PS3 Comes To Hong Kong And Taiwan, Wii Launch Date Uncertain
Despite recent media reports saying that initial shipments of Sony's PlayStation 3 (PS3) game console may be reduced due to insufficient capacity, the product will be launched in Hong Kong and Taiwan on November 17, said Sony Computer Entertainment (SCE) Asia managing director Tetsuhiko Yasuda at today's press conference. Another highly anticipated game console, Nintendo's Wii, which is expected to enter the face-to-face competition with the PS3, has so far no launch schedule that would include Taiwan.
When shipping to Taiwan, Sony will initially equip the upcoming PS3 (CHCEA07) with a 60GB hard disk drive (HDD), and its suggested retail price will be NT$17,980. The 20GB version (CHCEB07) will follow in December, priced at NT$14,980. Sony will also start shipping a "pink" version of its PlayStation Portable (PSP) to Taiwan by the end of this year. So far, the company has no price adjustment plan for PS2.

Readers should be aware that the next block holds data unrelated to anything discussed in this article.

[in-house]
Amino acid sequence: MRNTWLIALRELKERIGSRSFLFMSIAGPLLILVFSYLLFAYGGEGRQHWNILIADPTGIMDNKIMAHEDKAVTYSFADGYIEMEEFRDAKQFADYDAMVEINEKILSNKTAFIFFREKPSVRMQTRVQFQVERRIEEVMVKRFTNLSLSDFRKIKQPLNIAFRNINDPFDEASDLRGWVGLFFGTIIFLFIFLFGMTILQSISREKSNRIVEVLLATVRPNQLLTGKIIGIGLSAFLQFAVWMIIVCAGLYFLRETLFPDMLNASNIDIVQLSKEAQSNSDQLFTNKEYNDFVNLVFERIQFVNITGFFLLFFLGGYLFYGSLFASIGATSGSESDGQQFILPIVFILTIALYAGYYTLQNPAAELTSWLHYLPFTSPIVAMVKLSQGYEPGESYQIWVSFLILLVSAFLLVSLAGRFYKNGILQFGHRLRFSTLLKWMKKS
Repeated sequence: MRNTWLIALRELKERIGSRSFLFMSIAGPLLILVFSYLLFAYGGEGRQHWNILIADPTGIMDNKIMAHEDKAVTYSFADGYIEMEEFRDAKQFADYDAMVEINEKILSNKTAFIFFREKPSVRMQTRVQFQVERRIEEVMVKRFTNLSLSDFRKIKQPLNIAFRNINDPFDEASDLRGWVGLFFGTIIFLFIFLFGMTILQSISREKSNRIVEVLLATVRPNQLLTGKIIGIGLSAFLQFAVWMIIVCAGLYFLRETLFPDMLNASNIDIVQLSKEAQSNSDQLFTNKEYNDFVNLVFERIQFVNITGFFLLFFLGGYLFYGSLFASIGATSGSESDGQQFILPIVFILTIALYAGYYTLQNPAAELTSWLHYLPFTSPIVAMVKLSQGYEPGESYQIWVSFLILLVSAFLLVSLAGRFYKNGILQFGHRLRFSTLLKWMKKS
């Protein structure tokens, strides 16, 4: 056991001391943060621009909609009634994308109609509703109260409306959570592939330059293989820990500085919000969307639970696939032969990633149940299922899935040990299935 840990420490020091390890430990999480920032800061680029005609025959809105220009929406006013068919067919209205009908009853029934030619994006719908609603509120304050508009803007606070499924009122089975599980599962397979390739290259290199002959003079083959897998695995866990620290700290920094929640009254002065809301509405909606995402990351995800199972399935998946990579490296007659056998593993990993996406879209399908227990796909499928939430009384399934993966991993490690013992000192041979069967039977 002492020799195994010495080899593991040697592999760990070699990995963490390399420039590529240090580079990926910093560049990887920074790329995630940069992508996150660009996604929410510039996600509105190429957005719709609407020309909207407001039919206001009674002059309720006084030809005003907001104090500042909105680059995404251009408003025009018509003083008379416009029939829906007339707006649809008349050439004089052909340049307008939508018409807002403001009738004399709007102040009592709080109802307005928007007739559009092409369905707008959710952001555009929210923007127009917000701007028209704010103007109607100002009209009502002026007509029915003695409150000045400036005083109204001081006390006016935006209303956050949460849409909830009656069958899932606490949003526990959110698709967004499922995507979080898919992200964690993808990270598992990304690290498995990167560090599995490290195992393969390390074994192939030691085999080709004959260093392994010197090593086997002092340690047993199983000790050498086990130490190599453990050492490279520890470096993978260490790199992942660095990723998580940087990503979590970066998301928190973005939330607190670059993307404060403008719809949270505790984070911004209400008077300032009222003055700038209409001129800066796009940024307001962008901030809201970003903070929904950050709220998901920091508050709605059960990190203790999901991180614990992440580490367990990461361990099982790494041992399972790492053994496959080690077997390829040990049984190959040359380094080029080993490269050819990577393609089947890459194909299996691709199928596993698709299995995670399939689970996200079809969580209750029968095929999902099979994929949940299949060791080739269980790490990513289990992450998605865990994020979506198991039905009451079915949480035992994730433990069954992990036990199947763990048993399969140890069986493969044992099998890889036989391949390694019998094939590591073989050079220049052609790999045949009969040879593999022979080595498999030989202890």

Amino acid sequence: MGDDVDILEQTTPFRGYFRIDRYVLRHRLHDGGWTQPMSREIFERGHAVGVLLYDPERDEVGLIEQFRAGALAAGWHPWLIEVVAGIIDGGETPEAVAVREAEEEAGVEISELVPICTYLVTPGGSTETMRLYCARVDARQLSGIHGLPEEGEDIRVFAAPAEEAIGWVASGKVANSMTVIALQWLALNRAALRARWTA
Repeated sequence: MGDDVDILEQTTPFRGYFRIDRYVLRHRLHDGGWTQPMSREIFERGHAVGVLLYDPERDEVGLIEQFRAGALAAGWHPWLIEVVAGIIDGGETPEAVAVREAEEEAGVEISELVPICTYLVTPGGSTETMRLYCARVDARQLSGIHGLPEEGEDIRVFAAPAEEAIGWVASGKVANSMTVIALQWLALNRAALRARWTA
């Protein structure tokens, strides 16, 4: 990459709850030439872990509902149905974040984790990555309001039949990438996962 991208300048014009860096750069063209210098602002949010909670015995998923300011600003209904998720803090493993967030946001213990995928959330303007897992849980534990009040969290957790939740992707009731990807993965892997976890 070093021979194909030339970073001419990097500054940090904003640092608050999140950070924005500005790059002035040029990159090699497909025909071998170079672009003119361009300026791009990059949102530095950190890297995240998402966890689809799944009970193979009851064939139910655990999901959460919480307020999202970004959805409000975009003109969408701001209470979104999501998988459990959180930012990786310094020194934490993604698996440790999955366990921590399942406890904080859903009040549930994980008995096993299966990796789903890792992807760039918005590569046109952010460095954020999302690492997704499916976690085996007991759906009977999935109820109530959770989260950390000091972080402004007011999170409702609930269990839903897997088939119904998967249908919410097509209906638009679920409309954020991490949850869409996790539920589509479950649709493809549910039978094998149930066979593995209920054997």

Yasuda expects the 60GB version to target the mainstream market segment despite the 20GB version will come out with a lower price. Industry sources noted the 20GB version will only be able to store about 5-6 games, and it will not support wireless LANs (WLANs). Gamers are also expected to prefer the 60GB version.
PS3's PlayStation Network has no Chinese edition available yet. The service will initially let gamers surf the Internet, access forums and download games. In the future, SCE plans adding music and movie downloads.
Yasuda did not make number projections for initial PS3 shipments to Hong Kong and Taiwan, but he stressed that SCE aims to attract a million buyers. A recent TG Daily report cited the Japanese-language Nihon Keizai Shimbun as saying that Sony reduced its initial PS3 shipment forecast for Japan by 20% to 80,000 units amid insufficient capacity.
Hakuyu, Nintendo's sales agent in Taiwan, indicated that Nintendo will release the Wii game console in the Japan market on December 2. So far, Hakuyu is not notified by Nintendo about Wii's launch in Taiwan.
Source: The DigiTimes
Write a comment below. No registration needed!